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Hot in pink: Konerko goes 5 for 5 in Mother’s Day cleats

David Brown
Big League Stew

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Chicago White Sox broadcaster Hawk Harrelson half-jokingly noted Sunday that lumbering slugger Paul Konerko "looks faster" while wearing pink cleats.

But later in the game, sure enough, Konerko did seem fleeter afoot than usual in scoring from second base on a two-out single. He scooted home in shoes worn to support Major League Baseball's annual Mother's Day initiative to promote breast cancer awareness.

Watch Konerko run in pink shoes

"He's got to continue to wear those things," Harrelson said. "I mean, he just looks like he's appreciably faster."

On a day where players across the league wore pink — on their uniforms or with their equipment — Konerko went 5 for 5, tying his career high in hits in Chicago's 5-2, 10-inning victory at Seattle.

Watch Konerko go 5 for 5

And to think — Konerko nearly wore the usual slow-footed black and white cleats. {YSP:MORE}

As Doug Padilla of the ESPN Chicago wrote, Konerko's teammates had to persuade him to go pink. Because the White Sox were on the West Coast, the team had a chance to watch early games and saw other players — such as the Mets' Jose Reyes and Minnesota's Trevor Plouffe — wearing pink cleats. Plouffe's mom is a cancer survivor.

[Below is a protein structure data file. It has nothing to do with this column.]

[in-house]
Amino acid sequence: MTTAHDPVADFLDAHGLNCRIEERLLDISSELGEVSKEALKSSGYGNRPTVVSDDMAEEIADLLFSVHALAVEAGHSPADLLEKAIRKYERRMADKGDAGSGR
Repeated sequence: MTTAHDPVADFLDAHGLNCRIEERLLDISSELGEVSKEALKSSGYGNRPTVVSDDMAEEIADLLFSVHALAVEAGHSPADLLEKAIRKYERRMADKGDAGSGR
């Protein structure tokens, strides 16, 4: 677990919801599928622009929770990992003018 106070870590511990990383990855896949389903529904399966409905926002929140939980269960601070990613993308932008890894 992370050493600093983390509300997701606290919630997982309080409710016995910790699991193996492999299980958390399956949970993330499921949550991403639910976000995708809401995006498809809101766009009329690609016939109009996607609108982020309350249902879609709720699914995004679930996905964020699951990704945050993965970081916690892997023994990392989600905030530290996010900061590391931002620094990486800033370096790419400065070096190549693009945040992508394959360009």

Freddie Freeman of the Atlanta Braves lost his mom to melanoma when he was 10 years old. Wearing pink spikes, he had three hits, including a home run.

Although it hasn't always been the case, pink today is widely associated with femininity.

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Since he didn't have to go first, Konerko slipped on the special shoes and went to work, picking up his third career five-hit game. It was only the second 5-for-5 day in the bigs this season as Konerko joined a crosstown counterpart named Kosuke Fukudome.

"It might have been the shoes, I don't know," Konerko said. "But they were comfortable but they stood out. We've had a lot of Mother's Days and Father's Days where some [performances] were horrific. Today obviously was a good day."

Teammate Mark Buehrle's view on pink shoes for himself has not evolved like Konerko's :

"I don't know if I could have got away with it, and If I could have, I don't think I would have worn them," Buehrle said.

Konerko's color scheme stood out in another way: He went with his usual black bat, though the other White Sox starters swung pink ones. Konerko indicated he would support a similar color-based MLB initiative in the future:

"Now you don't think twice about it. You know it's good," Konerko said. "Makes people out there think about the right things. They should do more days with colors and stuff, incorporate other things."

Catcher Ramon Castro thought of another way to communicate on a special day. His eye-black strips displayed a message to his mother that was as old as televised sports:

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Jesse Sanchez of MLB.com wrote a solid rundown of who did what in pink on Sunday.

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